Site Optimizer

At deploy time Aerobatic can be configured to provide additional pre-processing to your source code to optimize the delivery of your HTML pages, JavaScripts, stylesheets, images, etc. These optimizations improve the download performance of your site, especially on slower mobile networks. This is important not only for the user experience, but increasingly for SEO as Google’s algorithms place greater emphasis on mobile usability. Over time Google plans to phase into a mobile-first index.

Google has long taken a leadership role in promoting web optimization best-practices and the techiques taken by Aerobatic are taken directly from their Web Fundamentals Performance Guide.

The optimizations currently supported are:

Configuration

The site optimizer is configured in the deploy section of the aerobatic.yml manifest.

deploy:
  optimizer:
    fingerprintAssets: true
    inlineCriticalCss: true
    archetypes:
      - pattern: index.html

Asset fingerprinting

Fingerprinting is a technique that entails embedding a string into URLs uniquely identifies the current version of the asset. Whenever the underlying asset changes, the unique string changes forcing the browser to treat it as a new object. This allows for setting aggressive cache-headers because there’s no risk in serving a stale version.

The Aerobatic optimizer scans your .html and .css files and rewrites links to static assets such as .js, .css, .jpg, and so on. The pre-processor calculates an md5 hash based on the current contents of the referenced file and injects it into the source code. For example, if you deploy an html file with the following markup:

<div>
  <link rel="stylesheet" href="/css/styles.css" />
  <img src="/images/hero.jpg" />
  <script src="/js/app.js"></script>
</div>

It will look like this when served from the Aerobatic CDN:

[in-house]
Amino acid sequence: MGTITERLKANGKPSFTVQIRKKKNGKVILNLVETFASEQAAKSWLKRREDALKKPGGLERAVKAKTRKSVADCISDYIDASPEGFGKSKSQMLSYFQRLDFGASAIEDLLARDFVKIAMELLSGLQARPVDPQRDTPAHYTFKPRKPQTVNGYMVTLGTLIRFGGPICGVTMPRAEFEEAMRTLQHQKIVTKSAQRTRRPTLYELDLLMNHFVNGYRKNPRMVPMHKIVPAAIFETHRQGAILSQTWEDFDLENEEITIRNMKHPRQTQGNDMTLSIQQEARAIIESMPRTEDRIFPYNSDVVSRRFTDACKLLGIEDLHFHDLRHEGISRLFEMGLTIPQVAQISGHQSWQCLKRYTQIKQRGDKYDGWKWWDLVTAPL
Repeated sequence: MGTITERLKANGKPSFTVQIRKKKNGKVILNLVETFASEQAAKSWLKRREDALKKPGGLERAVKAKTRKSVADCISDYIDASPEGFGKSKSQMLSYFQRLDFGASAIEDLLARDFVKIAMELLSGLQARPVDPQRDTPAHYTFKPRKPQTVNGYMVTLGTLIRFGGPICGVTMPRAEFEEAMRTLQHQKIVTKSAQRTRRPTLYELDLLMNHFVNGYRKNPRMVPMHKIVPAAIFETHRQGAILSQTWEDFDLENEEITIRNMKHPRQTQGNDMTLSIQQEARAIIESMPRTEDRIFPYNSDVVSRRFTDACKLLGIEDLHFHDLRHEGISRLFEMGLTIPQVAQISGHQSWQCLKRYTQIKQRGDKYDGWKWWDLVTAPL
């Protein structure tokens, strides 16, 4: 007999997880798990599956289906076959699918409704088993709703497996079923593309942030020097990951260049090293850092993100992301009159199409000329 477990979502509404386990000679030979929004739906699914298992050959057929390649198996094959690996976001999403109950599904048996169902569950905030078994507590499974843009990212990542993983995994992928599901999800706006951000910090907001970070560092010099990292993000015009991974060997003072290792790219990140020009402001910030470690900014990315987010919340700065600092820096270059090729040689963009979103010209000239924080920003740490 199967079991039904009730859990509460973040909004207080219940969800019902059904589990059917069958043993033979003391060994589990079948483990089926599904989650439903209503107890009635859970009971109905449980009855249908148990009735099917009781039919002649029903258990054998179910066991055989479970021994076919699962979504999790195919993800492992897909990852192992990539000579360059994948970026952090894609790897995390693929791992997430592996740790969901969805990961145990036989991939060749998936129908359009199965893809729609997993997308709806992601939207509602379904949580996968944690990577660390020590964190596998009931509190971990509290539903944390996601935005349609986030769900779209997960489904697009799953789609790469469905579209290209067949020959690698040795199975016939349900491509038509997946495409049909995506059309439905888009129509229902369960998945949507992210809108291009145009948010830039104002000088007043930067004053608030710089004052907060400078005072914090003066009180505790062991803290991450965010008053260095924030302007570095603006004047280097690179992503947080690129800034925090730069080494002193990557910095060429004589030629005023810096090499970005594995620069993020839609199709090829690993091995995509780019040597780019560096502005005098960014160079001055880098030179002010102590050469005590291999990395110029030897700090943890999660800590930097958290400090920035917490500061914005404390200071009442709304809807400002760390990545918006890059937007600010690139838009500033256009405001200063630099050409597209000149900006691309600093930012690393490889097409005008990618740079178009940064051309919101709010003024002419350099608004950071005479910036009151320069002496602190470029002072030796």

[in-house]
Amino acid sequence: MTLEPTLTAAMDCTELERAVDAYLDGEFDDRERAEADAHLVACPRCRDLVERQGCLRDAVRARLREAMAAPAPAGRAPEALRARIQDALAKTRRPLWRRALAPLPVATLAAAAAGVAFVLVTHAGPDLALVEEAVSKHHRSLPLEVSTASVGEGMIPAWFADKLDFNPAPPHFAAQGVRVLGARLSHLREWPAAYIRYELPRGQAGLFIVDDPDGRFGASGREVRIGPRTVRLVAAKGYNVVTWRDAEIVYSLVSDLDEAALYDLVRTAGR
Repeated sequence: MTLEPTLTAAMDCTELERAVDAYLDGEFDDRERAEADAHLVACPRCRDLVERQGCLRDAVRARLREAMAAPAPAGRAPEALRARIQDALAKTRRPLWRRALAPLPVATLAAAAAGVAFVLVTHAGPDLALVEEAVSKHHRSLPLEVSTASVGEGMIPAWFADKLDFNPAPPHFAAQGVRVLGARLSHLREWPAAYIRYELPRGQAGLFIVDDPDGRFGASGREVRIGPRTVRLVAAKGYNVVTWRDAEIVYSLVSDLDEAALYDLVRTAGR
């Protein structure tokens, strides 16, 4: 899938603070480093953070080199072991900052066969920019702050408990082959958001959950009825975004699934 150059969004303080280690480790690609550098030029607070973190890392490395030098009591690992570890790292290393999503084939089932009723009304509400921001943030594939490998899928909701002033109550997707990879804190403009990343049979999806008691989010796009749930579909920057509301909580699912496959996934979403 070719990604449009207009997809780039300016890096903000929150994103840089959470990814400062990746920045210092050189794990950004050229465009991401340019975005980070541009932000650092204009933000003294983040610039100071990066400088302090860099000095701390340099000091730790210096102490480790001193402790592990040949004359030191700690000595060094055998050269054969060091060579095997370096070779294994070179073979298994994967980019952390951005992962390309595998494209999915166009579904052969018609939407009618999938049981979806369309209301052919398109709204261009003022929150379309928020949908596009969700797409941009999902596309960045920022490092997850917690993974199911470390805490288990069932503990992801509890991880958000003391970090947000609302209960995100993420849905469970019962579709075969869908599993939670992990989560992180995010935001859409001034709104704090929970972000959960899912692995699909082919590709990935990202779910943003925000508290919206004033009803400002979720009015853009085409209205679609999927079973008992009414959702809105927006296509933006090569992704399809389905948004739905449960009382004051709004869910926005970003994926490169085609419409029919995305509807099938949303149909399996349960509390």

<div>
  <link rel="stylesheet" href="/css/styles--md5--934u5kl3jk5j453.css" />
  <img src="/images/hero--md5--359u46kld3i40u35.jpg" />
  <script src="/js/app--md5--eijtwk4ltj3lkj359kry.js"></script>
</div>

The Aerobatic CDN detects requests with the special --md5-- pattern and sets a max-age of one year.

Cache-Control: public, max-age=31557600

When you deploy new versions of your website, the assets that have not actually changed since the previous deployment will have the same hashed URL pointing to the previously cached copies. In the event that you make a tweak to an html page, website visitors will immediately get the freshest copy of the HTML, but still utilize cached versions of your site’s JavaScript, stylesheets, and images - meaning faster page load times for your website visitors. If you do make a change to one of the hashed assets, then a new hashed URL will result, orphaning the old copy, and forcing the CDN to fetch the latest from the origin server which will be aggressively cached once again.

This also works with assets linked in stylesheets. For example:

div.hero { background-image: url(../images/hero.jpg) };

Becomes:

div.hero { background-image: url(../images/hero--md5--903u435ilje434kvns.jpg) };

The following diagram depicts the cache headers returned by the parent .html page and it’s nested assets:

This provides the best of both worlds: high cache utilization and instant updates when necessary. Asset fingerprinting is enabled by default, even if you don’t have an optimizer section in your aerobatic.yml. If you want to turn it off, you can explicitly do so: